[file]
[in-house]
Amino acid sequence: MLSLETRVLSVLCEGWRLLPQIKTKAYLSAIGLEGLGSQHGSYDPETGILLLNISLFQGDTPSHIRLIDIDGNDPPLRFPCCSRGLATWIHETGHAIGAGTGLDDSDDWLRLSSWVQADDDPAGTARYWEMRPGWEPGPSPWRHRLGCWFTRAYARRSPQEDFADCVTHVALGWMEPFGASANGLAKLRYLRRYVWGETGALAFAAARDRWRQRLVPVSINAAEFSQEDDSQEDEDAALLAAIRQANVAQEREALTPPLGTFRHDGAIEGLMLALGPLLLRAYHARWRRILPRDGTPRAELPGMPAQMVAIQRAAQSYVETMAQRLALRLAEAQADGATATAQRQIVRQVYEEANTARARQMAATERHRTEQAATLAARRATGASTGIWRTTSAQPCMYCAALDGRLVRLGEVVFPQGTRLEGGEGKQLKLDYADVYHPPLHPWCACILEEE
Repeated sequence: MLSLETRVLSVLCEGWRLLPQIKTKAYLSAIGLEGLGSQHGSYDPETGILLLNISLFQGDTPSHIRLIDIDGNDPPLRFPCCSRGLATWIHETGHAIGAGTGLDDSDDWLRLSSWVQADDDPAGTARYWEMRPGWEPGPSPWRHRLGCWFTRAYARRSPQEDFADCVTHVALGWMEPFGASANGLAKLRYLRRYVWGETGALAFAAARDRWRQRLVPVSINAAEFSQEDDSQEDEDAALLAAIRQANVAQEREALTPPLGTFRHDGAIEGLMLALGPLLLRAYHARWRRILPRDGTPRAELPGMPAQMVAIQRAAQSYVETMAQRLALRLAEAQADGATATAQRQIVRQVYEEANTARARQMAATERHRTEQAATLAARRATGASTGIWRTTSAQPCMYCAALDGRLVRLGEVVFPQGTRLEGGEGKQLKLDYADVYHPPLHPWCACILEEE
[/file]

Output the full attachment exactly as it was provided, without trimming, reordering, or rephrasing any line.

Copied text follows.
[in-house]
Amino acid sequence: MLSLETRVLSVLCEGWRLLPQIKTKAYLSAIGLEGLGSQHGSYDPETGILLLNISLFQGDTPSHIRLIDIDGNDPPLRFPCCSRGLATWIHETGHAIGAGTGLDDSDDWLRLSSWVQADDDPAGTARYWEMRPGWEPGPSPWRHRLGCWFTRAYARRSPQEDFADCVTHVALGWMEPFGASANGLAKLRYLRRYVWGETGALAFAAARDRWRQRLVPVSINAAEFSQEDDSQEDEDAALLAAIRQANVAQEREALTPPLGTFRHDGAIEGLMLALGPLLLRAYHARWRRILPRDGTPRAELPGMPAQMVAIQRAAQSYVETMAQRLALRLAEAQADGATATAQRQIVRQVYEEANTARARQMAATERHRTEQAATLAARRATGASTGIWRTTSAQPCMYCAALDGRLVRLGEVVFPQGTRLEGGEGKQLKLDYADVYHPPLHPWCACILEEE
Repeated sequence: MLSLETRVLSVLCEGWRLLPQIKTKAYLSAIGLEGLGSQHGSYDPETGILLLNISLFQGDTPSHIRLIDIDGNDPPLRFPCCSRGLATWIHETGHAIGAGTGLDDSDDWLRLSSWVQADDDPAGTARYWEMRPGWEPGPSPWRHRLGCWFTRAYARRSPQEDFADCVTHVALGWMEPFGASANGLAKLRYLRRYVWGETGALAFAAARDRWRQRLVPVSINAAEFSQEDDSQEDEDAALLAAIRQANVAQEREALTPPLGTFRHDGAIEGLMLALGPLLLRAYHARWRRILPRDGTPRAELPGMPAQMVAIQRAAQSYVETMAQRLALRLAEAQADGATATAQRQIVRQVYEEANTARARQMAATERHRTEQAATLAARRATGASTGIWRTTSAQPCMYCAALDGRLVRLGEVVFPQGTRLEGGEGKQLKLDYADVYHPPLHPWCACILEEE